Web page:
Reasons to be cheerful about euro zone crisis
WORLDVIEW:There are huge political issues at stake in this autumn’s debate on the future of Europe
ALEXANDER STUBB is optimistic that the euro zone crisis has turned a corner in recent weeks and believes a resolution is now possible.
Finland’s European and trade minister was in Dublin this week for talks and a speech. As he says, his country is suddenly more interesting and followed more closely because of its triple A status on the markets, its closer co-operation with Germany and other northern creditor states and the more sceptical public opinion and media constraining its government.
In an interview he spelled out why he can now see light at the end of the tunnel. The European Central Bank’s decision to buy Spanish and Italian government bonds tops the list, although both states will have to accept conditions. The Dutch election results and the German constitutional court have endorsed recent decisions.
The European Commission’s proposals for a banking union show leadership, as does commission president José Manuel Barroso’s speech to the European Parliament calling for a “federation of nation states”.
Another example of leadership comes from council president Herman Van Rompuy. He will report by December on the ambitious mandate given to him for proposals on more integrated banking, budgetary and economic policy frameworks, and on the EU’s democratic legitimacy.
Economic conditions are also improving, Stubb argues. Ireland’s recent return to the markets highlights a successful bailout programme. Negotiations on the EU’s budget to 2020 are well under way and will be completed probably during next year’s Ireland EU presidency .
Reform programmes in the bailout programme states, including Greece, and in others subject to the latest EU scrutinies, are making progress, which will in due course produce beneficial results. Thus the economic outlook is not as grim as often portrayed. Growth is low but not catastrophically so, there is a better mood and it should be remembered that since Lehman’s collapse in 2008 the EU’s debt has risen 25 per cent, compared to 40 per cent-plus in the UK and US.
It is a strong checklist. Stubb believes accumulated progress towards fixing the euro is lost sight of in a vicious circle when politicians talk loosely, media amplify them and markets react negatively. As a centre-right leader he believes this more positive message badly needs articulating and putting in context. The current crisis can be compared to that of Finland and Sweden in the 1990s and the wider recessions of the 1970s, but a 1930s depression has been avoided.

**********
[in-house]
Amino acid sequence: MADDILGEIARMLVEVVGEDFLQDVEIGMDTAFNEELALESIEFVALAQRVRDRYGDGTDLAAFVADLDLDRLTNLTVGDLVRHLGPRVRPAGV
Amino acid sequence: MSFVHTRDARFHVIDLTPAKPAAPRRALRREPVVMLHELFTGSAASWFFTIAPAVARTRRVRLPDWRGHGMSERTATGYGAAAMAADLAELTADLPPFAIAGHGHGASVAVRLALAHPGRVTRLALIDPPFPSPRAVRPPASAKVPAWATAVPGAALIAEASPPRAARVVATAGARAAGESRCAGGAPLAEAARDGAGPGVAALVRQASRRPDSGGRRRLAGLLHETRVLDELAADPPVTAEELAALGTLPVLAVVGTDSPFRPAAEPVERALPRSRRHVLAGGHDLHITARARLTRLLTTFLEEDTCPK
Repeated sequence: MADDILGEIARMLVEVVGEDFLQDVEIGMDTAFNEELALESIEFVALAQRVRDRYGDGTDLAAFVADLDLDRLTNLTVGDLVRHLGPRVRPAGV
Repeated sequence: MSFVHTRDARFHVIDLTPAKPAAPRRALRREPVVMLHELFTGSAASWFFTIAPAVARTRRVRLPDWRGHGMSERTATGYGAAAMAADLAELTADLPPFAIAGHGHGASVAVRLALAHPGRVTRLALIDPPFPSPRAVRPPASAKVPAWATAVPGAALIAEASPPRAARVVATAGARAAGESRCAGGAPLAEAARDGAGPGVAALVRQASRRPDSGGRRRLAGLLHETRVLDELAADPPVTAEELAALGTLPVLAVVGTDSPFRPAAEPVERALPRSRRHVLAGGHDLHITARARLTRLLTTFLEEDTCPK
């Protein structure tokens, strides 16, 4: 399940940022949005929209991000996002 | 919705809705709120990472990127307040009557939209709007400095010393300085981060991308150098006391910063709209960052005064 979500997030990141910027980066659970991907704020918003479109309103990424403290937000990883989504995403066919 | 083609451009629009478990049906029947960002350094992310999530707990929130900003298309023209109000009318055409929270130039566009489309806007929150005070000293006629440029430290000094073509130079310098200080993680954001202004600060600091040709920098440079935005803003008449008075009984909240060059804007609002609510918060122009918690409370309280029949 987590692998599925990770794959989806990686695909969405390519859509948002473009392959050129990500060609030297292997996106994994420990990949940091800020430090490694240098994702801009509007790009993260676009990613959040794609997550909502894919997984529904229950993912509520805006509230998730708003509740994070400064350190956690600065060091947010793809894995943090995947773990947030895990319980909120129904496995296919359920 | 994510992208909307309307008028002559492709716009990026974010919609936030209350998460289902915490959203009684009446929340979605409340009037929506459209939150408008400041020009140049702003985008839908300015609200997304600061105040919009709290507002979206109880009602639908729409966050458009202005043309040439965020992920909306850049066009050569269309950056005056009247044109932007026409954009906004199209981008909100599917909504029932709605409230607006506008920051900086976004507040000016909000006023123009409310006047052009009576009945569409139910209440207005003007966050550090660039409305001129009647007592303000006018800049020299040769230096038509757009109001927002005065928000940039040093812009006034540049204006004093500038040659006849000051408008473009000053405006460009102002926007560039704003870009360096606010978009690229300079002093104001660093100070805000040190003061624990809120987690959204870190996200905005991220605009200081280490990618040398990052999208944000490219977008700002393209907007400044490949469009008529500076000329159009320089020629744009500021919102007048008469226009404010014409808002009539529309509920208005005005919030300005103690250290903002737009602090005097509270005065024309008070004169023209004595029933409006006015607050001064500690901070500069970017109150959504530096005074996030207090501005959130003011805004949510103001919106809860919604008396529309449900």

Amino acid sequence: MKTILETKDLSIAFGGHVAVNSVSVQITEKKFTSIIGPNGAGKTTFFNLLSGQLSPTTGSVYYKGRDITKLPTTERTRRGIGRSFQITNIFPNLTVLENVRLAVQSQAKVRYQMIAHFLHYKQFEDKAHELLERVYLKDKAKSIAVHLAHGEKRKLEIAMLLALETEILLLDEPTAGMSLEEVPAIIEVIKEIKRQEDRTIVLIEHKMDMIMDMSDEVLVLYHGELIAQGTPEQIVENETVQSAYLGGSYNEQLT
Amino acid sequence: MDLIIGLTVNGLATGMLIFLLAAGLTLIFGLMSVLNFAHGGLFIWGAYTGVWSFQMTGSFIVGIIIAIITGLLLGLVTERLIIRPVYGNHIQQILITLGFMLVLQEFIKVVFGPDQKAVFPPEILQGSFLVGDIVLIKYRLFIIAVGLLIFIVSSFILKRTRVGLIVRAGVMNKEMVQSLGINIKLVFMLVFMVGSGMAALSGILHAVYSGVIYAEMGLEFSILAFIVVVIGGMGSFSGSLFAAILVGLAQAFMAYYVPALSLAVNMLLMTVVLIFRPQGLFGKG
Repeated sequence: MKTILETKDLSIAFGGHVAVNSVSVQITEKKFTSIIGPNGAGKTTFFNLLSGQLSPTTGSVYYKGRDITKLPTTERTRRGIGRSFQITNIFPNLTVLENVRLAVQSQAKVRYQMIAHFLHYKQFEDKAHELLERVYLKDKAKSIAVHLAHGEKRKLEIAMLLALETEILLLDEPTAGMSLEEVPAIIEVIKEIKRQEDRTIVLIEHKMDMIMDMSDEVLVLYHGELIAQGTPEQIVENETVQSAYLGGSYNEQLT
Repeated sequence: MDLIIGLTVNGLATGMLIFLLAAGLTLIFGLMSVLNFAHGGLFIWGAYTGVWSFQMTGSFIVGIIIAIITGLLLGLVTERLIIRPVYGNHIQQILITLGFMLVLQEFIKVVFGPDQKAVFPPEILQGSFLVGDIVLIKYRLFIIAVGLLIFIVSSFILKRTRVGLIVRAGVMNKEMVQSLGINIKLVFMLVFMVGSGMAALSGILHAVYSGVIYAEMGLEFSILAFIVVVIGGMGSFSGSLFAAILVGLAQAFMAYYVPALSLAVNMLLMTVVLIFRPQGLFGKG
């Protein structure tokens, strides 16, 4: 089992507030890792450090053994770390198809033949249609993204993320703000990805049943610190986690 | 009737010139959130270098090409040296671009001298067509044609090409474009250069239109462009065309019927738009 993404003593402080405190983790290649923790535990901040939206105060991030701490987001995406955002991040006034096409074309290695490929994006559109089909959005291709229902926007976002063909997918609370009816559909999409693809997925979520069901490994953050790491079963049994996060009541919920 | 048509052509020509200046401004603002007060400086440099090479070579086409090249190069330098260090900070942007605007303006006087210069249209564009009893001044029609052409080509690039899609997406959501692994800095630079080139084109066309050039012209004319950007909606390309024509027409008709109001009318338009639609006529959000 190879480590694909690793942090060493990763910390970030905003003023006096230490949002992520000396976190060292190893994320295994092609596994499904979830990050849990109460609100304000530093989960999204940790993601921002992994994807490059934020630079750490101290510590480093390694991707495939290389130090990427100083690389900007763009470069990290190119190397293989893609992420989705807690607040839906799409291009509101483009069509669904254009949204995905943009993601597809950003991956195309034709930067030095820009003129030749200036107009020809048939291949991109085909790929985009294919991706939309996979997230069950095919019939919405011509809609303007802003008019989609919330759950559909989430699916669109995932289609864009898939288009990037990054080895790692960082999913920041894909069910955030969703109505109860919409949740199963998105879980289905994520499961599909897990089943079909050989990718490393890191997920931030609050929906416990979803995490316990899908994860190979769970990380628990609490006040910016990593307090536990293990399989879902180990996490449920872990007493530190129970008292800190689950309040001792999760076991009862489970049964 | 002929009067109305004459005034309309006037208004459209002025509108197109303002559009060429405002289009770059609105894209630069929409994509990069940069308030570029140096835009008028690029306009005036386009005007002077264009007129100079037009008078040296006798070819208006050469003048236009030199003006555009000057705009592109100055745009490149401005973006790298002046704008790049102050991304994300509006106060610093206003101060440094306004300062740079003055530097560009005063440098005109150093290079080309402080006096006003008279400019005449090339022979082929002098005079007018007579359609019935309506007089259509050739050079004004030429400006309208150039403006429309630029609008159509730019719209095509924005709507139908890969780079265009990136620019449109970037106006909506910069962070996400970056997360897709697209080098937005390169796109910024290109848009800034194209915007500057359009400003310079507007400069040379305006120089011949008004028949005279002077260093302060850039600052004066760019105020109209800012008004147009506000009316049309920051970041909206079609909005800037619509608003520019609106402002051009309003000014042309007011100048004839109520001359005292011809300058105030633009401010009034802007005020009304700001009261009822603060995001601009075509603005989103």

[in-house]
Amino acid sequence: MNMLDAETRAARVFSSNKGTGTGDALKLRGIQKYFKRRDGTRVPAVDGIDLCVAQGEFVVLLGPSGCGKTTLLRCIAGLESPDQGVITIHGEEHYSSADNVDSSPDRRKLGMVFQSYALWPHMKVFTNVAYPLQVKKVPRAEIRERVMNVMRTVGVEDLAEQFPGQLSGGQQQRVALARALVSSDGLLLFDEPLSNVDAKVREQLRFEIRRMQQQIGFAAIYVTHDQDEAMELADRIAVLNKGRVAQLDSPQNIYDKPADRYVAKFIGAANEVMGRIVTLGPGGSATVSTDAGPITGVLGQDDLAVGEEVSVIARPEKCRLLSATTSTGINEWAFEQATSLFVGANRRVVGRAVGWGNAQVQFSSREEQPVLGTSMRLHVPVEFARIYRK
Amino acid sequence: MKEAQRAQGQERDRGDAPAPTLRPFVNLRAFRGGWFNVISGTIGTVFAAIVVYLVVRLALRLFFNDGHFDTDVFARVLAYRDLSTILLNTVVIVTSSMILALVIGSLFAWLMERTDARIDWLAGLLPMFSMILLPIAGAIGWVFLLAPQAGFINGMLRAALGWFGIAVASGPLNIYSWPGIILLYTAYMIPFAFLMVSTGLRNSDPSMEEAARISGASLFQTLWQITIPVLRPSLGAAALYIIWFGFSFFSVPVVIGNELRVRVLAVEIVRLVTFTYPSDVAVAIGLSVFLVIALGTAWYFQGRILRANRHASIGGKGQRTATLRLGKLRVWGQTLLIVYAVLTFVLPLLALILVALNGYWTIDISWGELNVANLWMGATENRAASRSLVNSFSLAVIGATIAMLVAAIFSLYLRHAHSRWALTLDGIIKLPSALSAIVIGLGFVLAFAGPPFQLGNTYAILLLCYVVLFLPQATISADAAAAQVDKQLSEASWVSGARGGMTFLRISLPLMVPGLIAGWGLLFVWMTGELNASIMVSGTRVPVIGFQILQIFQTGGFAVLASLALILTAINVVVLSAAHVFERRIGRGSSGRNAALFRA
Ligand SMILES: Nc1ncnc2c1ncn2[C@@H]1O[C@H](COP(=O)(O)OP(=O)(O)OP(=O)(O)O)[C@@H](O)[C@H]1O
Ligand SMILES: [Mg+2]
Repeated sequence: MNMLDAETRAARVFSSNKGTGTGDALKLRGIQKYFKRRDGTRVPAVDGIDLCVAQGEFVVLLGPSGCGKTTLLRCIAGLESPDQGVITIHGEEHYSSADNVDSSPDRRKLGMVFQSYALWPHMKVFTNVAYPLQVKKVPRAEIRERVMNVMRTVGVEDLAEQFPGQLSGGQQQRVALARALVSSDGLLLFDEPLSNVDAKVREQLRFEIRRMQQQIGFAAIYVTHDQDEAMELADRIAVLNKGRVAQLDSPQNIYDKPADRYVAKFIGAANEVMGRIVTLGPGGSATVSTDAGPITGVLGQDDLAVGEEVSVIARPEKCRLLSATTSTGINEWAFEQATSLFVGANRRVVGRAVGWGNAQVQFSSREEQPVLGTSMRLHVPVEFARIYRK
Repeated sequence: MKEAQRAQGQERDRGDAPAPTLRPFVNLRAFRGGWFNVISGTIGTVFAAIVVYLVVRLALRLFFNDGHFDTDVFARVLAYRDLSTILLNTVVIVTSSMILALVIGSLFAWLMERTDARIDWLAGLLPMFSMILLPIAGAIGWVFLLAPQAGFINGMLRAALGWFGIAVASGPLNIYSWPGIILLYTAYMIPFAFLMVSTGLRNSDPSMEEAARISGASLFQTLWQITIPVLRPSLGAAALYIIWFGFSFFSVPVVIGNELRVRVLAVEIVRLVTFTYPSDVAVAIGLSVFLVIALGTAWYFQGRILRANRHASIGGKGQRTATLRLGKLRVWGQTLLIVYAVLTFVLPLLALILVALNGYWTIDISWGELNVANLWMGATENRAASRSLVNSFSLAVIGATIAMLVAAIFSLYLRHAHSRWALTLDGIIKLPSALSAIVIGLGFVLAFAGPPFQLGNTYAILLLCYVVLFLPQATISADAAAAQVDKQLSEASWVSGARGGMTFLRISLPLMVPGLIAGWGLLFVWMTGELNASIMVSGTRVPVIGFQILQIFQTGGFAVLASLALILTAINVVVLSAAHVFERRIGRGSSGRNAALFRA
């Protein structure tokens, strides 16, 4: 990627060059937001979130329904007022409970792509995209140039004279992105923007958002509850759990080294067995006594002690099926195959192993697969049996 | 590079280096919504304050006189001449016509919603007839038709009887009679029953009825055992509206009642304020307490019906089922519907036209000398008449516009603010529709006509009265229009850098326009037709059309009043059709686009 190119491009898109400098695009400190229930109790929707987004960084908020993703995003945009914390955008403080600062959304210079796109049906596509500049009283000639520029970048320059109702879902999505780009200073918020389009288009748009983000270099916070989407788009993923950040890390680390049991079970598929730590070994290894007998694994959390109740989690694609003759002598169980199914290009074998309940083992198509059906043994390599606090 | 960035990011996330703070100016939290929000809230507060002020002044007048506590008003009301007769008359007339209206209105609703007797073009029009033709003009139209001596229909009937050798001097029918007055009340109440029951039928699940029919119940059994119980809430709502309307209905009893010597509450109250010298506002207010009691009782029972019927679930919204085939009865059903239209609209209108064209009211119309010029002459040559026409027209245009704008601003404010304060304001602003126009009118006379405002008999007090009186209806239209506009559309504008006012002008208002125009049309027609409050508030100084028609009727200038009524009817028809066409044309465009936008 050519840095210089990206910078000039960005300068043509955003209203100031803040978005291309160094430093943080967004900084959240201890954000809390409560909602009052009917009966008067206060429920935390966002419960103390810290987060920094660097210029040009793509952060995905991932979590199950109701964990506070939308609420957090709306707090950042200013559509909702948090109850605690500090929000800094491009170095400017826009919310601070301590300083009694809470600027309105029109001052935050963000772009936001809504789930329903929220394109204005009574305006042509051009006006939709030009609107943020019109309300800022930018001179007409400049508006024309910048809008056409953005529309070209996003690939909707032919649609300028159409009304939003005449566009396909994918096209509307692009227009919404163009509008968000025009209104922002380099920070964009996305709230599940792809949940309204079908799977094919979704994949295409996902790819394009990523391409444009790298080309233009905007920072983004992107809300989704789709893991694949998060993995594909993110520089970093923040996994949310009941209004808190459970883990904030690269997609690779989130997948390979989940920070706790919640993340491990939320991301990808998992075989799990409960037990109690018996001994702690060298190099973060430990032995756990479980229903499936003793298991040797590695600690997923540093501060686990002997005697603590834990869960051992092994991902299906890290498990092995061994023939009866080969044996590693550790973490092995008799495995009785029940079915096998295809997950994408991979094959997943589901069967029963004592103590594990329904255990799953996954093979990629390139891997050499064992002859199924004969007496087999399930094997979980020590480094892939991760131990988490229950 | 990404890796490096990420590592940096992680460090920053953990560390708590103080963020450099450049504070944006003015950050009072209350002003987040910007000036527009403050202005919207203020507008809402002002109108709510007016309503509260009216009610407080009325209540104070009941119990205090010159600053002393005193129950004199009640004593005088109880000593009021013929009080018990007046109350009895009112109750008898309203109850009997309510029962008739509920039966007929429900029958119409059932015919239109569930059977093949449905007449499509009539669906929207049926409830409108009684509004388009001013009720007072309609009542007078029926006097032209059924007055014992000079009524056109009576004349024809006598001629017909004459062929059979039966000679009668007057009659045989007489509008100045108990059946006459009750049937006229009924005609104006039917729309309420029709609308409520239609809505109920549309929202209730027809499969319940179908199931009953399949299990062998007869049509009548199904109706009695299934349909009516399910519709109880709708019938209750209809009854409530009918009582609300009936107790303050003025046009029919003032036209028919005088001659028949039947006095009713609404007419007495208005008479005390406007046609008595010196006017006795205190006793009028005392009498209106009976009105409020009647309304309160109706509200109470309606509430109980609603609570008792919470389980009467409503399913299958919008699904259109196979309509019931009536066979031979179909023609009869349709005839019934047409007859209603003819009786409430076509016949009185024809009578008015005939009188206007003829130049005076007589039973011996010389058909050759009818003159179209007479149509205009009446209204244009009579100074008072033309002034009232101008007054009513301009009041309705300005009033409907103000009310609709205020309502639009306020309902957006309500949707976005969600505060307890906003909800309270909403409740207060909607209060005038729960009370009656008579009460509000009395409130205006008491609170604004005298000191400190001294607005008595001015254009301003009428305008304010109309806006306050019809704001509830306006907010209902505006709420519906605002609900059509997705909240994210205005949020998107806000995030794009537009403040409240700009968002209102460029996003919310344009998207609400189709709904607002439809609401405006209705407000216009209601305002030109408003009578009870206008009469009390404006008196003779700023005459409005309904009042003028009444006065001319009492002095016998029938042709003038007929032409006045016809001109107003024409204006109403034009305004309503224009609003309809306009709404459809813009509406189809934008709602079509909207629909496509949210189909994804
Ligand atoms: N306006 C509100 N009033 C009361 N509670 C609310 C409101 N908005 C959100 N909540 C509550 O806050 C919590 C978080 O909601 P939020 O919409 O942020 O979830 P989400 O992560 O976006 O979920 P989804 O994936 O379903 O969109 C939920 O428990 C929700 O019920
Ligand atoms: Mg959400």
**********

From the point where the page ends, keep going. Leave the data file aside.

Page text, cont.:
Stubb is a very able representative of the younger generation of European leaders, with a high academic and administrative expertise in EU affairs in addition to his more recent political role. He insists Finland is fully committed to the euro and the EU project.
There, as here, a politics of fairness prevails: the Finnish debate is framed at political and popular levels on resentment over being asked to pay for southern profligacy. But the actual cost is greatly exaggerated – Finland has lent €1 billion to Greece and has already received €53 million interest on the loan – and the alternative costs to its economy of the Lehman’s collapse are far greater than that.
Stubb decries any new Berlin walls in Europe between northern creditors and southern debtors, recalling the roles were reversed 15 years ago. Common policies can work throughout the EU. As an academic expert in “differentiated integration”, he supports the idea that not all member states in an enlarged union have the will or ability to travel at the same speed or even to the same destination.
Variability and flexibility will be called for so long as the basic common elements – the single market, trade, agriculture and competition – are not affected. Differentiation will develop between those in the euro and those not, just as in the Schengen travel system or security and defence. He worries about the direction of British policy, fearing the loss of its influence and alliances on countries like his own and hoping they will resolve this strategic dilemma.
Deeper political union is a major emergent issue this autumn, including possible further federalisation. Stubb sees the EU as much more than an inter-governmental organisation but less than a state; even if it does have federal elements like qualified majority voting it will never become a fully-fledged superstate.
He is reluctant on treaty change, though open to it. Politics can do a lot to reconnect political elites and citizens without this cumbersome process; in such a polity hybridity anyway ensures a perpetual debate on democratic legitimacy. He is also open to Barroso’s proposal that party groups nominate commission presidential candidates for the 2014 European Parliament elections and even to the idea that this position should be directly elected. Major programmes like health and education will remain national competences. He rules out debt mutualisation or eurobonds as an incentive to bad economic management.
The French finance minister Pierre Moscovici’s fascinating proposal for a counter-cyclical unemployment insurance scheme is described as a typical socialist idea. So there is little scope for large-scale transfers.
That displays his own (undisguised) political bias. But it also illustrates the huge political issues at stake in this autumn’s debate on the EU’s future.